Blog Series - Digital Health and Care Equality in ILD: Age
The impact of transformation on care equality is a key consideration for any planned change to a patient care pathway.
As providers, we are clear that whilst digital health can be used by the majority, it isn’t suitable for every patient (at least not yet). Some patients cannot, or choose not, to use digital health for a variety of reasons, including device or internet access, willingness to self-monitor or just general healthcare engagement. But whether digital health solves or introduces healthcare inequality, impacting access or quality of care according to patients’ characteristics or demographics, is a different issue.
In this blog-post series we will consider how digital health transformation impacts care access for ILD across key variables such as patients’ socio-economic group, ethnicity, geography and, for this first post in the series; age.
In our experience, age is raised as a potential limitation of digital health for ILD patient care far more often than for other respiratory indications, such as cystic fibrosis or lung transplantation. With almost 75% of UK ILD patients aged 70+ years (based on BTS ILD registry), such concerns are usually based on pre-conceptions regarding technology access, digital literacy and/or digital health acceptance in the older ILD patient cohort. An international survey of 207 ILD clinicians conducted in 2021 reported that clinicians perceived the main patient barriers to participation in telehealth for ILD were lack of awareness (76%), lack of knowledge of using smartphones (60%) and lack of confidence in telehealth (56%).
In reality, data shows technology access and acceptance among older people is changing rapidly, and in ILD patients specifically technology use and desire to access healthcare services through technology is high. Digital care has demonstrated feasibility and acceptability to patients with ILD, including those aged >75 years, and users of our own platform include ILD patients aged 90-plus.
As we discuss below, evidence indicates that age in itself is not a barrier to accessing digital care for ILD. When planning the introduction of digital health technology for ILD, evidence indicates considerations around patients’ technology access or digital literacy should be addressed separately from patients’ age, and not as interrelated factors. Some researchers specialising in ageing and cognition have gone one step further, publishing a commentary urging all healthcare disciplines to challenge outdated beliefs that digital health and older adults are incompatible, and to change practices that have led to older people being disproportionately excluded from digital health services and clinical trials.
69% UK adults >65 years owned smartphone in 2021
Survey data from the UK’s Communications Regulator, Ofcom, shows smartphone ownership among adults aged >65 years grew from 39% in 2016 to 69% in 2021. Research on attitudes to digital health in the UK conducted by the Organisation for the Review of Care and Health Apps (ORCHA) found more than half (52%) of those aged 65+ years supported the move to digital health, and older people were most willing to use health apps for self-monitoring and tracking symptoms, or to alert of a potential health condition.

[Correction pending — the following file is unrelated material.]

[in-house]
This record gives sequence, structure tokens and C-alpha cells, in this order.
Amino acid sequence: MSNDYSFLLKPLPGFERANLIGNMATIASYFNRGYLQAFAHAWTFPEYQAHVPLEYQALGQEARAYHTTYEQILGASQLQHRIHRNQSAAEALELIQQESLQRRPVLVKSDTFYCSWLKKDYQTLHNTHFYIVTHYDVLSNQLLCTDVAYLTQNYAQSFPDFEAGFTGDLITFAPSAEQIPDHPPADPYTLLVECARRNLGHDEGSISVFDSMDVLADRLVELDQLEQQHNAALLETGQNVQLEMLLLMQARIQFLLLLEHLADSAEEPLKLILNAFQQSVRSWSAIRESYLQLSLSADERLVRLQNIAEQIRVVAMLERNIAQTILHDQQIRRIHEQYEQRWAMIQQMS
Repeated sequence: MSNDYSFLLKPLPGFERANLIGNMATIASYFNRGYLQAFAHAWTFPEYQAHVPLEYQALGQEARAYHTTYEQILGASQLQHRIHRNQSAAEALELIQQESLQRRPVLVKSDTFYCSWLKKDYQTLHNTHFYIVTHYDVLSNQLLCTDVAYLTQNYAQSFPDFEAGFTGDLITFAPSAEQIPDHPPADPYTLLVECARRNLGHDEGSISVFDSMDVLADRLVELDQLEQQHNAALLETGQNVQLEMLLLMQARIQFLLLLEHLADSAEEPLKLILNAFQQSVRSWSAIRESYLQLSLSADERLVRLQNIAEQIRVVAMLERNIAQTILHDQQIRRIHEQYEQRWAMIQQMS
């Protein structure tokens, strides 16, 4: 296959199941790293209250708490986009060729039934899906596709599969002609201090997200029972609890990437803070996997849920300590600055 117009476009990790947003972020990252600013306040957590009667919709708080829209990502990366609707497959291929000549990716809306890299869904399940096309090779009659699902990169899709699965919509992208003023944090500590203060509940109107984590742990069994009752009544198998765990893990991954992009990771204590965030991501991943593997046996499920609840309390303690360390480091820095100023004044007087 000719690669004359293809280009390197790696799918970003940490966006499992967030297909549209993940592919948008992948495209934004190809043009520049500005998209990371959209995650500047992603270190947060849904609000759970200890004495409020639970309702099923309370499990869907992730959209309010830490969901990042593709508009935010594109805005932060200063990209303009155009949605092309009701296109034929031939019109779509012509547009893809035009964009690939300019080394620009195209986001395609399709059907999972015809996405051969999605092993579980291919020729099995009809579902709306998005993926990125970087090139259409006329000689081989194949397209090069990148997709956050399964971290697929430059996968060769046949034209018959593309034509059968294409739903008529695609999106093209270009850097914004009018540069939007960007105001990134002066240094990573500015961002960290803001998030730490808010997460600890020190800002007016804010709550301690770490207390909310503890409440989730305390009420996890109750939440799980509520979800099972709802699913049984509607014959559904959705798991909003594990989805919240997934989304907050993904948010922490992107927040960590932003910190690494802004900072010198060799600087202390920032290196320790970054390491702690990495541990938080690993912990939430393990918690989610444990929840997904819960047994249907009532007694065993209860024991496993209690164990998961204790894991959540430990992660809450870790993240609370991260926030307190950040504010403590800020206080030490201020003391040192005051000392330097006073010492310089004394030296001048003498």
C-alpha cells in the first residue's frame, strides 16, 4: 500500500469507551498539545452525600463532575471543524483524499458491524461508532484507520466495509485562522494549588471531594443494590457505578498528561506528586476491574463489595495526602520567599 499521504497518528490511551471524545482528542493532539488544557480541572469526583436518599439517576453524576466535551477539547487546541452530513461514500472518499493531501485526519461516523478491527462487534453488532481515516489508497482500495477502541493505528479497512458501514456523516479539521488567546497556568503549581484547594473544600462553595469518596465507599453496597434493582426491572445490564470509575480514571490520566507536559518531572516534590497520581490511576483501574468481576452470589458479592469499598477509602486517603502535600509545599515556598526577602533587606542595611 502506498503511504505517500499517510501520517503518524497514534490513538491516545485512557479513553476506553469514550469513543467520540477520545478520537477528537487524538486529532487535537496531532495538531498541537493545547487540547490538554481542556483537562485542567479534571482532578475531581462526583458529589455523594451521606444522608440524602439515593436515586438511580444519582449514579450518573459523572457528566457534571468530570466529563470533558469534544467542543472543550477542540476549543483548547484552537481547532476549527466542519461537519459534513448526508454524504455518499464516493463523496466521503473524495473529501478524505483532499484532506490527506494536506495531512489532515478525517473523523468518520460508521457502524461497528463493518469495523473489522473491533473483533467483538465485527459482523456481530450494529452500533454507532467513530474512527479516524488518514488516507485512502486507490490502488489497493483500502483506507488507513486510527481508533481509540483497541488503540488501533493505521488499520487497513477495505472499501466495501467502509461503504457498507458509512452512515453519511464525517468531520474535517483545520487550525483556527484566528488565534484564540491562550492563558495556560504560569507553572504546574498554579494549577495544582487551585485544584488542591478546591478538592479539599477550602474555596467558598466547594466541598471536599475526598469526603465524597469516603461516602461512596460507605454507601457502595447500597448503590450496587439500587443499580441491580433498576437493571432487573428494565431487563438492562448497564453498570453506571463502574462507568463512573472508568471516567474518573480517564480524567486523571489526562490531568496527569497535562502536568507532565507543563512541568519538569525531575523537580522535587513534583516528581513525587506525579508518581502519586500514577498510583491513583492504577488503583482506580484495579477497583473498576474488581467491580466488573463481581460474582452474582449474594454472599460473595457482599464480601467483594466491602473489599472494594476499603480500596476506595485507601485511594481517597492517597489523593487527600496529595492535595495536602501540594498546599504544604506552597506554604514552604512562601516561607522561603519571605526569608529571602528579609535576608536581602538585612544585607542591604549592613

80% Irish ILD patients owned smartphone in 2020
In Ireland, research conducted by the Irish Lung Fibrosis Association (ILFA) in 2020 showed that 80% of ILD patients surveyed owned a smartphone, and almost two-thirds (63%) of patients had used phone-based apps to help them in their daily life. A separate survey from the same group showed that when it came to accessing specialist services for multidisciplinary pulmonary fibrosis care, such as physiotherapy, dietetics, clinical psychology and occupational health, the majority of patients wanted to use virtual care, in combination with face-to-face visits. Feasibility of patientMpower demonstrated in ILD patients
Clinical studies demonstrating feasibility and patient acceptability of remote monitoring of ILD using the patientMpower platform have enrolled patients across a wide age range, including patients over 75 years of age. For example, study NCT04850521 reported mean participant age of 68 years +/- SD of 11 years.
Increasing age can be associated with decreased manual dexterity, and 41% of ILD clinician participating in an international survey believed manual dexterity was a barrier to patient participation in telehealth. Research in patients with connective tissue disease ILD (CTD-ILD), which includes conditions which can impact hand function, such as rheumatoid arthritis and systemic lupus erythematosus, has shown that remote monitoring via the patientMpower platform and a handheld spirometer, and is feasible and acceptable to patients with CTD-ILD, despite impaired hand function.
patientMpower experience in ILD: Users aged >90 years
Our platform supports the clinical care of patients with ILD across a wide age range. Age is not a mandatory data field for enrolment on to the pateintMpower platform, but majority of users do provide their demographic details and provide consent for secondary data use (e.g. research) . From this data, we can report that the median age of users of our ILD platform is 69, with a median of 70. Users range from patients in their mid-twenties all the way to users in their mid-nineties.
Get in Touch
We have supported multiple ILD centres to deliver digitally-enabled care pathways and would be happy to share our experience and insights. If you are considering a digital care approach and want to discuss issues like care equality and patient suitability further please get in touch at: info@patientMpower.com